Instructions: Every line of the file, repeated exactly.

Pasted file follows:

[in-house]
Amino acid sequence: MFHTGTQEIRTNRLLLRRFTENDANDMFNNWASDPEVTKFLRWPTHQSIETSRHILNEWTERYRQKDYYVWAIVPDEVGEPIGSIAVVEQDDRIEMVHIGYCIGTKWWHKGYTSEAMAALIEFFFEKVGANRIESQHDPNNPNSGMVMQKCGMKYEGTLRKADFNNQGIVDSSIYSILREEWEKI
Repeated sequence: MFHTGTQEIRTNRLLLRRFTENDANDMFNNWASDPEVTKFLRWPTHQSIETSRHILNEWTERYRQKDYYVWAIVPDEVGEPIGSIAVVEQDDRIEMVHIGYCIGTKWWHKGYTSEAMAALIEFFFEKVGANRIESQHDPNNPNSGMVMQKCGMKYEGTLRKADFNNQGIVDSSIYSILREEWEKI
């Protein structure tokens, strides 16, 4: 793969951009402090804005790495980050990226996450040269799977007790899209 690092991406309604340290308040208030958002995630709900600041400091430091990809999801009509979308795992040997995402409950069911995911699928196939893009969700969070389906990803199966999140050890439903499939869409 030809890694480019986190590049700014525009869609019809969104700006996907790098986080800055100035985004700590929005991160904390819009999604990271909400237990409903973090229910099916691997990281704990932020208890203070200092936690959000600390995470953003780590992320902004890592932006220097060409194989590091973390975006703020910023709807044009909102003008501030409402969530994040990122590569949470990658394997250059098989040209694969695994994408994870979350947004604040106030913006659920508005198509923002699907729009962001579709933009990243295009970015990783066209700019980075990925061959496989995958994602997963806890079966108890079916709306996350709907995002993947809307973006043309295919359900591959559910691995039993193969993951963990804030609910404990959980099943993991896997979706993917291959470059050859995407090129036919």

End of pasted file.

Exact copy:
[in-house]
Amino acid sequence: MFHTGTQEIRTNRLLLRRFTENDANDMFNNWASDPEVTKFLRWPTHQSIETSRHILNEWTERYRQKDYYVWAIVPDEVGEPIGSIAVVEQDDRIEMVHIGYCIGTKWWHKGYTSEAMAALIEFFFEKVGANRIESQHDPNNPNSGMVMQKCGMKYEGTLRKADFNNQGIVDSSIYSILREEWEKI
Repeated sequence: MFHTGTQEIRTNRLLLRRFTENDANDMFNNWASDPEVTKFLRWPTHQSIETSRHILNEWTERYRQKDYYVWAIVPDEVGEPIGSIAVVEQDDRIEMVHIGYCIGTKWWHKGYTSEAMAALIEFFFEKVGANRIESQHDPNNPNSGMVMQKCGMKYEGTLRKADFNNQGIVDSSIYSILREEWEKI
């Protein structure tokens, strides 16, 4: 793969951009402090804005790495980050990226996450040269799977007790899209 690092991406309604340290308040208030958002995630709900600041400091430091990809999801009509979308795992040997995402409950069911995911699928196939893009969700969070389906990803199966999140050890439903499939869409 030809890694480019986190590049700014525009869609019809969104700006996907790098986080800055100035985004700590929005991160904390819009999604990271909400237990409903973090229910099916691997990281704990932020208890203070200092936690959000600390995470953003780590992320902004890592932006220097060409194989590091973390975006703020910023709807044009909102003008501030409402969530994040990122590569949470990658394997250059098989040209694969695994994408994870979350947004604040106030913006659920508005198509923002699907729009962001579709933009990243295009970015990783066209700019980075990925061959496989995958994602997963806890079966108890079916709306996350709907995002993947809307973006043309295919359900591959559910691995039993193969993951963990804030609910404990959980099943993991896997979706993917291959470059050859995407090129036919």